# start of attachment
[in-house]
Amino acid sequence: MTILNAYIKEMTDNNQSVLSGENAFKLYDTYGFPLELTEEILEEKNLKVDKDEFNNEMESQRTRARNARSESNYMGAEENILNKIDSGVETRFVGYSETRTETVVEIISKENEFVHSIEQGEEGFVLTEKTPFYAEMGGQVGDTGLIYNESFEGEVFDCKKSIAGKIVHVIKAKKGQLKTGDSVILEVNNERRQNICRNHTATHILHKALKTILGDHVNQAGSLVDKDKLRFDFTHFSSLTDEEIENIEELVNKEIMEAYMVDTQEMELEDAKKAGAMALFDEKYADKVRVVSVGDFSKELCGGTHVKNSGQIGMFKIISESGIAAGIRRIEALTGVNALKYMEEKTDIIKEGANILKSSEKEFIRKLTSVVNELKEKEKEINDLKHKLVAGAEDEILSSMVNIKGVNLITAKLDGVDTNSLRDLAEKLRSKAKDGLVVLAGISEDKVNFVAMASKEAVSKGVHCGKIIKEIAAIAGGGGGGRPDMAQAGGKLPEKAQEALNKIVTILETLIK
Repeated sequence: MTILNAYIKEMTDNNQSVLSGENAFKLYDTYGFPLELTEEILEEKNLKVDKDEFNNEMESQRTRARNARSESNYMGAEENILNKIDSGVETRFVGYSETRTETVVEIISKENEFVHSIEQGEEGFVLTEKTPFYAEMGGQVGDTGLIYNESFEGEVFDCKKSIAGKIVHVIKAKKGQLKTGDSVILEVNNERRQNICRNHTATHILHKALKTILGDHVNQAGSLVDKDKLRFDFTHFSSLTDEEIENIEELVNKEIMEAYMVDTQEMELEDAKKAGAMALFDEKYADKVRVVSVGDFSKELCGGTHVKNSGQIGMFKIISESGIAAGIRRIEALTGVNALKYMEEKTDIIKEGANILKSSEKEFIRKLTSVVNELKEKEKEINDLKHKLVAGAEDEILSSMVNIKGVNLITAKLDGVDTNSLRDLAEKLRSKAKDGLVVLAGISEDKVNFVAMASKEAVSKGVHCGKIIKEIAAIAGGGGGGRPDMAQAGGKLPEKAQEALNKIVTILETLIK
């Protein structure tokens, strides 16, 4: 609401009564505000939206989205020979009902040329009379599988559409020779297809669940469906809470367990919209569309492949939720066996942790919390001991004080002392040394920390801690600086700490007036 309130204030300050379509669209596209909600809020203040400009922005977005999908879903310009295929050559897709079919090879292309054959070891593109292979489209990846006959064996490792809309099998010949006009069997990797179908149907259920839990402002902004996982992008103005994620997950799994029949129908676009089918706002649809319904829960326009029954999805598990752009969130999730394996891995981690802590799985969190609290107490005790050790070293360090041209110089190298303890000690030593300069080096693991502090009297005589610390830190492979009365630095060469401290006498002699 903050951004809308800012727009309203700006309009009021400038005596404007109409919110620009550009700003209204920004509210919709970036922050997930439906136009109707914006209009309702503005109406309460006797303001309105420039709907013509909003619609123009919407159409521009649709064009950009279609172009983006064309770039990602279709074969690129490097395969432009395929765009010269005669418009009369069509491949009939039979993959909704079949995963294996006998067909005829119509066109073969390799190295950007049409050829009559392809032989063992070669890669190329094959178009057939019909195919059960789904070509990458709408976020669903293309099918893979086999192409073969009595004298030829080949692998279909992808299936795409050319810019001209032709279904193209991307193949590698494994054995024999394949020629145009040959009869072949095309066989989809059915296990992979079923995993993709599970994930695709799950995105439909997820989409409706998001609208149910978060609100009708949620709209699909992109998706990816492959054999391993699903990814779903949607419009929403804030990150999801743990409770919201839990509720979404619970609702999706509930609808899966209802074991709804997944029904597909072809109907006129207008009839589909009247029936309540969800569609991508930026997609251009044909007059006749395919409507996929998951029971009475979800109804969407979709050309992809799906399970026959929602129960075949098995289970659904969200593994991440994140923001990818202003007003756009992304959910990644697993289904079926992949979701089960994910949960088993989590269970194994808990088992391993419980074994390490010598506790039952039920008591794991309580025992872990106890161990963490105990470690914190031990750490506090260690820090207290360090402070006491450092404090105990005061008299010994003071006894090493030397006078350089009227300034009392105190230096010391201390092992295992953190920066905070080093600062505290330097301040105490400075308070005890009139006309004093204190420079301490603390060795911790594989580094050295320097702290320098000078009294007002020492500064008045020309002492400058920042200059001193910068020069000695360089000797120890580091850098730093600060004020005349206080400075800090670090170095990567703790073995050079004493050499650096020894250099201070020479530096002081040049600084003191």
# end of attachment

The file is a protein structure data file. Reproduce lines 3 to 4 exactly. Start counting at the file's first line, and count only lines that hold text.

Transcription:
Repeated sequence: MTILNAYIKEMTDNNQSVLSGENAFKLYDTYGFPLELTEEILEEKNLKVDKDEFNNEMESQRTRARNARSESNYMGAEENILNKIDSGVETRFVGYSETRTETVVEIISKENEFVHSIEQGEEGFVLTEKTPFYAEMGGQVGDTGLIYNESFEGEVFDCKKSIAGKIVHVIKAKKGQLKTGDSVILEVNNERRQNICRNHTATHILHKALKTILGDHVNQAGSLVDKDKLRFDFTHFSSLTDEEIENIEELVNKEIMEAYMVDTQEMELEDAKKAGAMALFDEKYADKVRVVSVGDFSKELCGGTHVKNSGQIGMFKIISESGIAAGIRRIEALTGVNALKYMEEKTDIIKEGANILKSSEKEFIRKLTSVVNELKEKEKEINDLKHKLVAGAEDEILSSMVNIKGVNLITAKLDGVDTNSLRDLAEKLRSKAKDGLVVLAGISEDKVNFVAMASKEAVSKGVHCGKIIKEIAAIAGGGGGGRPDMAQAGGKLPEKAQEALNKIVTILETLIK
């Protein structure tokens, strides 16, 4: 609401009564505000939206989205020979009902040329009379599988559409020779297809669940469906809470367990919209569309492949939720066996942790919390001991004080002392040394920390801690600086700490007036 309130204030300050379509669209596209909600809020203040400009922005977005999908879903310009295929050559897709079919090879292309054959070891593109292979489209990846006959064996490792809309099998010949006009069997990797179908149907259920839990402002902004996982992008103005994620997950799994029949129908676009089918706002649809319904829960326009029954999805598990752009969130999730394996891995981690802590799985969190609290107490005790050790070293360090041209110089190298303890000690030593300069080096693991502090009297005589610390830190492979009365630095060469401290006498002699 903050951004809308800012727009309203700006309009009021400038005596404007109409919110620009550009700003209204920004509210919709970036922050997930439906136009109707914006209009309702503005109406309460006797303001309105420039709907013509909003619609123009919407159409521009649709064009950009279609172009983006064309770039990602279709074969690129490097395969432009395929765009010269005669418009009369069509491949009939039979993959909704079949995963294996006998067909005829119509066109073969390799190295950007049409050829009559392809032989063992070669890669190329094959178009057939019909195919059960789904070509990458709408976020669903293309099918893979086999192409073969009595004298030829080949692998279909992808299936795409050319810019001209032709279904193209991307193949590698494994054995024999394949020629145009040959009869072949095309066989989809059915296990992979079923995993993709599970994930695709799950995105439909997820989409409706998001609208149910978060609100009708949620709209699909992109998706990816492959054999391993699903990814779903949607419009929403804030990150999801743990409770919201839990509720979404619970609702999706509930609808899966209802074991709804997944029904597909072809109907006129207008009839589909009247029936309540969800569609991508930026997609251009044909007059006749395919409507996929998951029971009475979800109804969407979709050309992809799906399970026959929602129960075949098995289970659904969200593994991440994140923001990818202003007003756009992304959910990644697993289904079926992949979701089960994910949960088993989590269970194994808990088992391993419980074994390490010598506790039952039920008591794991309580025992872990106890161990963490105990470690914190031990750490506090260690820090207290360090402070006491450092404090105990005061008299010994003071006894090493030397006078350089009227300034009392105190230096010391201390092992295992953190920066905070080093600062505290330097301040105490400075308070005890009139006309004093204190420079301490603390060795911790594989580094050295320097702290320098000078009294007002020492500064008045020309002492400058920042200059001193910068020069000695360089000797120890580091850098730093600060004020005349206080400075800090670090170095990567703790073995050079004493050499650096020894250099201070020479530096002081040049600084003191």